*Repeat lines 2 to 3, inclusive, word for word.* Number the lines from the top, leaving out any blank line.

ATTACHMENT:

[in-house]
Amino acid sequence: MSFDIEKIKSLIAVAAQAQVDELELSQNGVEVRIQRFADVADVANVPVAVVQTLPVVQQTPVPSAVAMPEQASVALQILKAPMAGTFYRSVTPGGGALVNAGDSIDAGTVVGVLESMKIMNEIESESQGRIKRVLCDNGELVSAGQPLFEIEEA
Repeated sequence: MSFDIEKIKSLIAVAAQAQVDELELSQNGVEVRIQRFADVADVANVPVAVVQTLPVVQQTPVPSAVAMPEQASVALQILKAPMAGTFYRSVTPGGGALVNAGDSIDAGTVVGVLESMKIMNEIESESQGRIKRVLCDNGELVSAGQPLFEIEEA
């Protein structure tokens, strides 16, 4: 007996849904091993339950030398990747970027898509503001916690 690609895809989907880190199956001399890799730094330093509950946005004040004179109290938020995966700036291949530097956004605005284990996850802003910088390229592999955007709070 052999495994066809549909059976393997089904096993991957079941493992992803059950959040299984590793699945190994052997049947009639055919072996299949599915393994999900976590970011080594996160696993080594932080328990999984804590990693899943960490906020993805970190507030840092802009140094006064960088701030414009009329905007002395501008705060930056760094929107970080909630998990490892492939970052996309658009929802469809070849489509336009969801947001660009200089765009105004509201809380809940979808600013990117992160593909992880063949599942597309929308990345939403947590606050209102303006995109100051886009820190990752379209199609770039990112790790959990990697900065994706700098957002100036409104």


Amino acid sequence: MSFDIEKIKSLIAVAAQAQVDELELSQNGVEVRIQRFADVADVANVPVAVVQTLPVVQQTPVPSAVAMPEQASVALQILKAPMAGTFYRSVTPGGGALVNAGDSIDAGTVVGVLESMKIMNEIESESQGRIKRVLCDNGELVSAGQPLFEIEEA
Repeated sequence: MSFDIEKIKSLIAVAAQAQVDELELSQNGVEVRIQRFADVADVANVPVAVVQTLPVVQQTPVPSAVAMPEQASVALQILKAPMAGTFYRSVTPGGGALVNAGDSIDAGTVVGVLESMKIMNEIESESQGRIKRVLCDNGELVSAGQPLFEIEEA